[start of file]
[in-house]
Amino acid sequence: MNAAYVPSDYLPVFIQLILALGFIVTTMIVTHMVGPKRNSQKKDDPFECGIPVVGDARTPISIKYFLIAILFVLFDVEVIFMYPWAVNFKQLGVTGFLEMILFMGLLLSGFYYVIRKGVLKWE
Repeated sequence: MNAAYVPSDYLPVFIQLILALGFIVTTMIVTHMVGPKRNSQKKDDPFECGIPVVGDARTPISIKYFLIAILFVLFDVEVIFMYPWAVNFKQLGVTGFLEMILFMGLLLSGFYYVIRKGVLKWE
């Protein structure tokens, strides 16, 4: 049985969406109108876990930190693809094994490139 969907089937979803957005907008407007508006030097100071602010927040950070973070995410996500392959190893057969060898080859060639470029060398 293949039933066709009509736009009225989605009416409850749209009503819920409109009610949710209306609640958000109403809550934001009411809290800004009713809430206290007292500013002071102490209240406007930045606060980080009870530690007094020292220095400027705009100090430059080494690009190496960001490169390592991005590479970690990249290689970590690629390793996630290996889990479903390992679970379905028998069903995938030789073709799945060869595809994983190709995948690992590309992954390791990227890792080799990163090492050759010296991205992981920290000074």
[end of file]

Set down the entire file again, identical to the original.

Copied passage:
[in-house]
Amino acid sequence: MNAAYVPSDYLPVFIQLILALGFIVTTMIVTHMVGPKRNSQKKDDPFECGIPVVGDARTPISIKYFLIAILFVLFDVEVIFMYPWAVNFKQLGVTGFLEMILFMGLLLSGFYYVIRKGVLKWE
Repeated sequence: MNAAYVPSDYLPVFIQLILALGFIVTTMIVTHMVGPKRNSQKKDDPFECGIPVVGDARTPISIKYFLIAILFVLFDVEVIFMYPWAVNFKQLGVTGFLEMILFMGLLLSGFYYVIRKGVLKWE
């Protein structure tokens, strides 16, 4: 049985969406109108876990930190693809094994490139 969907089937979803957005907008407007508006030097100071602010927040950070973070995410996500392959190893057969060898080859060639470029060398 293949039933066709009509736009009225989605009416409850749209009503819920409109009610949710209306609640958000109403809550934001009411809290800004009713809430206290007292500013002071102490209240406007930045606060980080009870530690007094020292220095400027705009100090430059080494690009190496960001490169390592991005590479970690990249290689970590690629390793996630290996889990479903390992679970379905028998069903995938030789073709799945060869595809994983190709995948690992590309992954390791990227890792080799990163090492050759010296991205992981920290000074």